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result. that is not how it works. the best system is one where the people are totally engaged, where we have transparent information for them to make decisions about themselves. where there is support for them to have the kinds of insurance that will allow them to grow and prosper, along with a health savings account, so they are rewarded for healthy decisions they make going forward. where ever they don't spend, they should be able to say. we will give them real transparency to decide which health care provider will provide the best value. will beare providers more accountable for results, and they will really compete to to delivernew ways care. this will require some major changes on how we regulate health insurance. state, rather than washington, d.c., are much better equipped to set the standards. here is what i propose. we will open up state insurance markets to much broader
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competition and choice. right now, obamacare locks in a small handful of one-size-fits-all mandated policies engineered and washington, d.c. we need to break up the monopoly and allow people to decide what they actually want. for example, an individual who might want to buy a high deductible plan for unexpected evidence, the true form of insurance that should be the norm, but maybe they would want also to have one that adds preventative care and diabetes management with no cost carry at all. or, physicians may want to develop a plan that uses preventative medicine that identifies a cure for cancer. the possibility for innovation are endless if we trust the marketplace to do what it does so well. if people are informed, and they make decisions based on the proper information that they is much moresystem transparent, the providers of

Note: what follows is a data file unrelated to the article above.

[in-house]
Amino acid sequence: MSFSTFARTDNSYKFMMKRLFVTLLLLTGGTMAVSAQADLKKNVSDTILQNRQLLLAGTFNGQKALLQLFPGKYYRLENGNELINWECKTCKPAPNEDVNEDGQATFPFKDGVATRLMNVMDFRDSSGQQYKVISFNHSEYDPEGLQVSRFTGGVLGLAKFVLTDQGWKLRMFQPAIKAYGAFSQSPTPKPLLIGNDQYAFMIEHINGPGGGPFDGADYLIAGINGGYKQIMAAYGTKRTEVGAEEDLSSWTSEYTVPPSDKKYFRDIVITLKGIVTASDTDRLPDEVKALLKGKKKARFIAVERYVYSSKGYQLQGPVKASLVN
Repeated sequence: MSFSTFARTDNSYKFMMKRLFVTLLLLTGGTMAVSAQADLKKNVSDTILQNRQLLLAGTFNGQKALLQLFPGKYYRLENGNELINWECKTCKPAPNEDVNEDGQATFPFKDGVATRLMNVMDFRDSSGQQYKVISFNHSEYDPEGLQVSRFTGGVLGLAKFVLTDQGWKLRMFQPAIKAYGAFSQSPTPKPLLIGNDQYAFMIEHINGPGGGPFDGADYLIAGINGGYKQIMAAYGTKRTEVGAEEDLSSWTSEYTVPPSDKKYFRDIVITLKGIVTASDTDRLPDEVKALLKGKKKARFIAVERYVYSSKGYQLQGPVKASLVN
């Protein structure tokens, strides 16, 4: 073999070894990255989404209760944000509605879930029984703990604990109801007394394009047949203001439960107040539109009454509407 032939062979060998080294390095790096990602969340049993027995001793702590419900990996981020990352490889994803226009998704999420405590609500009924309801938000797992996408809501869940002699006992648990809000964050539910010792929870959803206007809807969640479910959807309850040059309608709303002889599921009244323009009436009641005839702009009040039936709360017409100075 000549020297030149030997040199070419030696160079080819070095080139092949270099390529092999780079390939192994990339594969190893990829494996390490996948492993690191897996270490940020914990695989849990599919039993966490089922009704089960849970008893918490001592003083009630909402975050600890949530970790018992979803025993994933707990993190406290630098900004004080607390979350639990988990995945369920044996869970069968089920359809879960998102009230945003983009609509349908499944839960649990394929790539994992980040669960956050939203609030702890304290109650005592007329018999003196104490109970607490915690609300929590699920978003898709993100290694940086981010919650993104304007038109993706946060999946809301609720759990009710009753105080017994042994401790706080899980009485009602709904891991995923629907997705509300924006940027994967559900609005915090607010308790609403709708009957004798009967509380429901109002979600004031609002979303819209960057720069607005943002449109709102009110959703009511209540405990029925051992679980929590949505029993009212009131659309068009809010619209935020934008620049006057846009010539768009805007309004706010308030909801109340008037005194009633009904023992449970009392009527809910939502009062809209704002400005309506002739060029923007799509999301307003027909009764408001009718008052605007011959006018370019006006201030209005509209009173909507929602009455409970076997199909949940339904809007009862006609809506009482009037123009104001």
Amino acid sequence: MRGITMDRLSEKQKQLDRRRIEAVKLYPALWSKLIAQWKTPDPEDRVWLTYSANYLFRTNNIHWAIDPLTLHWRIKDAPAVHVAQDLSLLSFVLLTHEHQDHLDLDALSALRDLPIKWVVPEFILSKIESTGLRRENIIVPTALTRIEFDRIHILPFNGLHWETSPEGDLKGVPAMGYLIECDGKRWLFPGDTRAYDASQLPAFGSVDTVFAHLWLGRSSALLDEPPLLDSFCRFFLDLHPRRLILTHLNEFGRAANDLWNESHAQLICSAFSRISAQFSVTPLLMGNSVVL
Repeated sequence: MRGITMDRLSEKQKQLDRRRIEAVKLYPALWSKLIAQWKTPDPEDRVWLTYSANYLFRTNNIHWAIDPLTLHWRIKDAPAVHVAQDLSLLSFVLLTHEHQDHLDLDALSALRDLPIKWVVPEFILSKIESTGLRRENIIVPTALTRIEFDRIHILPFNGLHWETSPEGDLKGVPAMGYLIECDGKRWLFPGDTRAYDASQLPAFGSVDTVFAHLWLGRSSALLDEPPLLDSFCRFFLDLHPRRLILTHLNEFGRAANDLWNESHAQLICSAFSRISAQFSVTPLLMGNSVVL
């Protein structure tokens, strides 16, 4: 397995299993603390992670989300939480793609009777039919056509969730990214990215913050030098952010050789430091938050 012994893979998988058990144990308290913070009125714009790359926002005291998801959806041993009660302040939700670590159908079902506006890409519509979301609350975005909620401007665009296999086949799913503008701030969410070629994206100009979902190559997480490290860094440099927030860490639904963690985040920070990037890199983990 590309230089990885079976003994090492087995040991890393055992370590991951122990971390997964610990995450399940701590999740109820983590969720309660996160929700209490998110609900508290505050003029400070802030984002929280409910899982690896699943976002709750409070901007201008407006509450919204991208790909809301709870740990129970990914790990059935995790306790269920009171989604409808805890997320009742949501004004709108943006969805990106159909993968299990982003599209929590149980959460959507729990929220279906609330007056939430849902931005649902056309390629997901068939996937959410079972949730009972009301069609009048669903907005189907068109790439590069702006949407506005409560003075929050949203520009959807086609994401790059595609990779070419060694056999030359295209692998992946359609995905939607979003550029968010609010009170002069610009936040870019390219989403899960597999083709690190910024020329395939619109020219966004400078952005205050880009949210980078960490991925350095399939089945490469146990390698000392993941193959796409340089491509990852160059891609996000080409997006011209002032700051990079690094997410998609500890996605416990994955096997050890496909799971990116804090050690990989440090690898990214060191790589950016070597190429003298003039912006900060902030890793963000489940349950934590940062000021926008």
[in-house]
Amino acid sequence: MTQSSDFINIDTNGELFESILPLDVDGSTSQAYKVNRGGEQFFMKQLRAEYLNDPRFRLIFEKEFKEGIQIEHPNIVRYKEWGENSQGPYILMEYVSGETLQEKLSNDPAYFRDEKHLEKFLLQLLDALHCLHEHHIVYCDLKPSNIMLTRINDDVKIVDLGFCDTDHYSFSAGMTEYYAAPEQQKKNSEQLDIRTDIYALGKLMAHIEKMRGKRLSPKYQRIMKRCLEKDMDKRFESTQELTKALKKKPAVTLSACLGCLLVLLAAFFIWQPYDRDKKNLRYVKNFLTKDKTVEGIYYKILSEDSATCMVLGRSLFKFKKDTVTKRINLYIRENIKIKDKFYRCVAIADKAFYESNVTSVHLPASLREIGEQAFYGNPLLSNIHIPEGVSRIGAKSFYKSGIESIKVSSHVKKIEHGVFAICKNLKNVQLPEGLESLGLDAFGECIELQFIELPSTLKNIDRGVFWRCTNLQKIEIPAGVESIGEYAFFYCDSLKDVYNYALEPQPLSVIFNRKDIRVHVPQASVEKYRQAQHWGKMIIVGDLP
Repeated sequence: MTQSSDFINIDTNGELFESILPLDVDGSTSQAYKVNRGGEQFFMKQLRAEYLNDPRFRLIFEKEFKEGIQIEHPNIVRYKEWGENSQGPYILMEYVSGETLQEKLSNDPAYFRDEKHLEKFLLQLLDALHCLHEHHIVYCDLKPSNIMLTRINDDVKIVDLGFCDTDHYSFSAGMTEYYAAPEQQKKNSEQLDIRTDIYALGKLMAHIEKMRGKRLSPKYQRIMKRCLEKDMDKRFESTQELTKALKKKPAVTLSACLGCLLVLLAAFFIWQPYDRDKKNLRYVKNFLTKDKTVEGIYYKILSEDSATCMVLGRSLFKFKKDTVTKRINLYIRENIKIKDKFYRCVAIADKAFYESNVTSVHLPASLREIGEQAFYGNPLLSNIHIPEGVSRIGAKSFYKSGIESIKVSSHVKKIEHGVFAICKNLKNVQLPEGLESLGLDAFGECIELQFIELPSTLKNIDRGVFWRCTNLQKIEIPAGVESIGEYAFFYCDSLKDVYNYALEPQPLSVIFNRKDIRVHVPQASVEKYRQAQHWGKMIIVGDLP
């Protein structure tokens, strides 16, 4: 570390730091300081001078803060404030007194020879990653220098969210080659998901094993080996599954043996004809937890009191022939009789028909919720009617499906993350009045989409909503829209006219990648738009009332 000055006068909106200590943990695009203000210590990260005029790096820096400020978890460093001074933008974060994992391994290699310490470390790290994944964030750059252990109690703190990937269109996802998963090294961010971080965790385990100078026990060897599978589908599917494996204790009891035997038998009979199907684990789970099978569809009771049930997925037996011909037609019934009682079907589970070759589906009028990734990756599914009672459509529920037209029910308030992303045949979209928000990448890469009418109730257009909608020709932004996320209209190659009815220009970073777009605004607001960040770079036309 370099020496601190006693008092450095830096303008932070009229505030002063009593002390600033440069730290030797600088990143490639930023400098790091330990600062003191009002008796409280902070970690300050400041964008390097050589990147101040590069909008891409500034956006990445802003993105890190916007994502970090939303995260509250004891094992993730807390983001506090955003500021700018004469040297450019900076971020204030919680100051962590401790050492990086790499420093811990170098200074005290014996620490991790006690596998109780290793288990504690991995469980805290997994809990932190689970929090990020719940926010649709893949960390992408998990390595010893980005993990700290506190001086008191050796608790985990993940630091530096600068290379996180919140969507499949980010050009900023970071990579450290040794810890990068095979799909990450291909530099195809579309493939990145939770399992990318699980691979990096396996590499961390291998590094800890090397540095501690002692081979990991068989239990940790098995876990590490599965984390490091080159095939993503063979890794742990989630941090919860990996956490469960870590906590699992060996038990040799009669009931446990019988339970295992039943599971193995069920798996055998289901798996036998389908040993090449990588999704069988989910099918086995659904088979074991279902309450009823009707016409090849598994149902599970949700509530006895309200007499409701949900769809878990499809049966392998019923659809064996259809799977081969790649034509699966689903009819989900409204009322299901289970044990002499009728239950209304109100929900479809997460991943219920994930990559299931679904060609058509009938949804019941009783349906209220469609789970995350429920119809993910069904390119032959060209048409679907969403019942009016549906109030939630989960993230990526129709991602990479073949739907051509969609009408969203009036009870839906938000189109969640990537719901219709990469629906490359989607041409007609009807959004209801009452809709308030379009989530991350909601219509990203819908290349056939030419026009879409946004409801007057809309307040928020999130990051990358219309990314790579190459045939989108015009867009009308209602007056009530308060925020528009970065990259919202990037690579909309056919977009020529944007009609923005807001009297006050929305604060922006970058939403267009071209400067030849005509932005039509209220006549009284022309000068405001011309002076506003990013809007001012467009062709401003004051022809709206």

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insurance and care will respond with a significant amount of innovation. plans to protect you in case you get sick, and plans with a focus on certain conditions like heart the norm.uld become plans that are perfect for different stages of life, whether they are single, whether they have a family, or whether they are retired. let me be clear. everyone will have access to the tax credits that will help them buy insurance that protects them from losing their life savings from major medical evidence. that should be the national focus, making sure that people have catastrophic coverage so their lives are not turned upside down by an adverse event that could have tragic results for their family. whatever they want insurance to cover, p they should buy that. frankly, that is one of the most egregious part of obamacare, the idea that you are forced to do things against her own conscience.